**Square Numbers
**Some of you may have studied the Progression of Square numbers, and discovered the rather elegant pattern which connects them – namely, that between two adjacent square numbers, the difference is always going to be an odd number; and with each step to the next square number, the difference always increases. This has always been a useful guide in predicting when each next square number should be; but what is the formula by which you can work out what that next square number is?

Well, let’s look at the smallest square numbers – the square numbers for 12, 22, 32, 42 and 52.

Here are the first five square numbers, and for completion let’s throw in 02 as well:-

Number | Square | Difference |
---|---|---|

02 | 0 | N/A |

12 | 1 | 1 |

22 | 4 | 3 |

32 | 9 | 5 |

42 | 16 | 7 |

52 | 25 | 9 |

As you can see, not only is the difference an odd number each time; it is a unique odd number. Other than 1 and 4, no other pair of square numbers will ever be found that will differ by 3; beside 25 and 36, no other pairing of square numbers will ever have a difference of 11.

The very specific progression between square numbers reveals a pattern, which can be formulated. But what is the formula for this difference between the squares?

Let’s look at a pair of square numbers; 1 and 4, 12 and 22. The difference, 3, can be considered (2×1) + 1. Look at the difference between 16 and 25, or 42 and 52 respectively. 9 = (2×4) + 1.

Now let’s abstract this to the case of the number n, where

Qn = n2

and

Qn+1 = (n + 1)2.

The difference between Qn and Qn+1 is given as:-

Qn+1 – Qn = (n + 1)2 – n2

= (n + 1)(n + 1) – n2

= n2 + 2n + 1 – n2

**Qn+1 – Qn = 2n + 1**.

Let’s take this formula to look at the difference between two adjacent squares for an arbitrary value, say 372. What is the next square number, 382, going to be?

Using the formula 2n + 1, and substituting n = 37, we arrive at:-

(2 x 37) + 1 = 74 + 1 = 75.

A quick calculation, and I work out that 372 = 1369. Adding 75 to that, we get 1444 – and the square root of 1444 is … 38.

One last test, just in case; two adjacent large numbers, 13365 and 13366.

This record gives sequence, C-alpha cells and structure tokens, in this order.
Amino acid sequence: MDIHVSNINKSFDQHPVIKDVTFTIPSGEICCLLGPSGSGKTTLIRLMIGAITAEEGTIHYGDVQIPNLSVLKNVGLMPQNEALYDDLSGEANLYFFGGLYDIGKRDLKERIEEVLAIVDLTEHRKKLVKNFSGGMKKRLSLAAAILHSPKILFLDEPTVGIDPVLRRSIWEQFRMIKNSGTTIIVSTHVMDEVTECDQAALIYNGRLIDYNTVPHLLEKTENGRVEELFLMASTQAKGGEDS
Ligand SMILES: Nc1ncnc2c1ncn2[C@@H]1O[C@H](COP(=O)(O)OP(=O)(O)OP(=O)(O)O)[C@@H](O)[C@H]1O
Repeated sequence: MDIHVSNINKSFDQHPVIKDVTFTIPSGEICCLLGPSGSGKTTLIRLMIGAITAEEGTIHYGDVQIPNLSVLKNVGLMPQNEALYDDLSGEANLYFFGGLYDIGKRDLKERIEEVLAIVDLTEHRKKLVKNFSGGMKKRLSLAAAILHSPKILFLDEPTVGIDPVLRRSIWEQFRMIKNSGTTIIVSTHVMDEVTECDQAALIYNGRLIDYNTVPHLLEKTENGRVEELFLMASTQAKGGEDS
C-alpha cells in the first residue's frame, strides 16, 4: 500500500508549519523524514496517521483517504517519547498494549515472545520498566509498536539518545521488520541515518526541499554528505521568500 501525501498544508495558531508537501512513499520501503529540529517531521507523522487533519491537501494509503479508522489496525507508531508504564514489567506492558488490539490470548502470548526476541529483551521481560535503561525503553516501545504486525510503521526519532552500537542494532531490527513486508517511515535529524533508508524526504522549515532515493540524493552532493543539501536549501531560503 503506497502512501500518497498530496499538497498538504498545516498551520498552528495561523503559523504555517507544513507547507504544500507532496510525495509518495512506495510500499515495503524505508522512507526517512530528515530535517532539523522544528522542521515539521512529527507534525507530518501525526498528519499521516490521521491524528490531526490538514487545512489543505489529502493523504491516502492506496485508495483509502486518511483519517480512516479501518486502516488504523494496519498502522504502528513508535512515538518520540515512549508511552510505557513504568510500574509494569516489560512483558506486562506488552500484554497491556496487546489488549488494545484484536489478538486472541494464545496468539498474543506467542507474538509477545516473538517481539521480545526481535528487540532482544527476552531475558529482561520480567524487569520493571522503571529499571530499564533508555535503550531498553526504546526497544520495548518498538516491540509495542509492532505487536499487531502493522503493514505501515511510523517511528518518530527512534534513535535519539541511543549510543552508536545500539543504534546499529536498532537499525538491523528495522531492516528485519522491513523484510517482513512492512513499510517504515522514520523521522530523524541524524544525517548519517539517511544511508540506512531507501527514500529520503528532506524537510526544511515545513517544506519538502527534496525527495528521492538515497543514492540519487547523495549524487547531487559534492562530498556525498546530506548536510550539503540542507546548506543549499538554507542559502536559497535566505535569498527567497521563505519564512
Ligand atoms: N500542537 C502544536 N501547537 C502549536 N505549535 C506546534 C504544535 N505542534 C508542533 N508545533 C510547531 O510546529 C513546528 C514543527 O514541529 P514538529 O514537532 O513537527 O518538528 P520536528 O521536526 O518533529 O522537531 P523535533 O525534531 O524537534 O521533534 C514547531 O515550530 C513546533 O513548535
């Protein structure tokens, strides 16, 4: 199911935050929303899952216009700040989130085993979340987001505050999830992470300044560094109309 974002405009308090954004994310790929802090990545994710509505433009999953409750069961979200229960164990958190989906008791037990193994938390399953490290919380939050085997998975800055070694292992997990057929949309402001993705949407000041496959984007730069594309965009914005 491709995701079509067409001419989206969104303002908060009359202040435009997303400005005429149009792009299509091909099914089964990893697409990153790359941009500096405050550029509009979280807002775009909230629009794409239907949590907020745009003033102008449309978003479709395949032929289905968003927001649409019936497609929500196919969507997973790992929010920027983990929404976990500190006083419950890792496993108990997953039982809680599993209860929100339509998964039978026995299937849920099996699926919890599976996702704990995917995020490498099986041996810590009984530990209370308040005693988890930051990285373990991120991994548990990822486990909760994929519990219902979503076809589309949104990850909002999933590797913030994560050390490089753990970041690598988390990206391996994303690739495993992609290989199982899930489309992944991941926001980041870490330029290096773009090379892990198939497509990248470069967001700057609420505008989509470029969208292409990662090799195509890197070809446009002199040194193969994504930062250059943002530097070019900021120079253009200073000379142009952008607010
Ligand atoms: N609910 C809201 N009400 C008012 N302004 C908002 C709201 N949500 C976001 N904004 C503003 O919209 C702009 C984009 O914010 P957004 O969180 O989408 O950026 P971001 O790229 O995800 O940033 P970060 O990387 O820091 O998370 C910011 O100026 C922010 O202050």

133652 = 178,623,225

(2 x 13365) + 1 = 26731

178623225 + 26731 = 178649956

**sqrt(178649956) = 13366**.

So there you have it. If you know one square number n2 and its corresponding square root n, you can work out its adjacent neighbour by calculating the difference, 2n + 1.

But there’s more. If you know the number n, you can work out the neighbour to n + 1, n + 2, n + 3 … and also go back, subtracting 2(n-1) + 1, 2(n-2) + 1, 2(n-3) + 1 …, always using the same formula, each time. Handy to know, say, if you were challenged to calculate not only, say, 9992 (998,001 of course), but also the next ten square numbers above and below it …

**Cube Numbers**

Does a similar relationship exist between adjacent cube numbers – between, say, 43 and 53, or between 17413 and 17423, or between n3 and (n + 1)3?

Let’s see.

Number | Square | Difference |
---|---|---|

03 | 0 | N/A |

13 | 1 | 1 |

23 | 8 | 7 |

33 | 27 | 19 |

43 | 64 | 37 |

53 | 125 | 61 |

This pattern is not so easy to spot, so let’s look at the difference R between Rn and Rn+1 where

Rn = n3

and

Rn+1 = (n + 1)3

R = Rn+1 – Rn

= (n + 1)3 – n3

= (n + 1)(n + 1)(n + 1) – n3

= n3 + 3n2 + 3n + 1 – n3

= 3n2 + 3n + 1

= 3n(n + 1) + 1.

**R = 3n(n + 1) + 1.**

Can we confirm that this formula works? Let’s try three examples, namely 53 and 63, 743 and 753, and 17413 and 17423.

53 = 125.

R = 3 x 5 (5 + 1) + 1

R = (15 x 6) + 1

R = 91

**125 + R = 216 = 63**.

Next, let’s look at 743 and 753;

743 = 405224

R = (3 x 74 x 75) + 1

R = (222 x 75) + 1

R = 16651

1253 + R = 405224 + 16651

= 421875

**= 753.**

And now the last one, just to make sure:-

17413 = 5,277,112,021

R = ((1741 x 3) x 1742) + 1

= (5223 x 1742) + 1

= 9098466 + 1

= 9098467

**5277112021 + 9098467 = 5286210488 = 17423**.

Pretty conclusive, then.

**Conclusion**

So, then, it’s pretty clear that to determine the neighbouring number for any given square number N = n2, you can use the formula

**2n + 1**

and to determine the neighbour of any cube number N = n3, you can use the formula

**3n(n + 1) +1**.

I leave the determination of the formulae to calculate the differences between adjacent integers of higher powers to the reader. One hint I will leave you with: *look to Pascal’s Triangle*.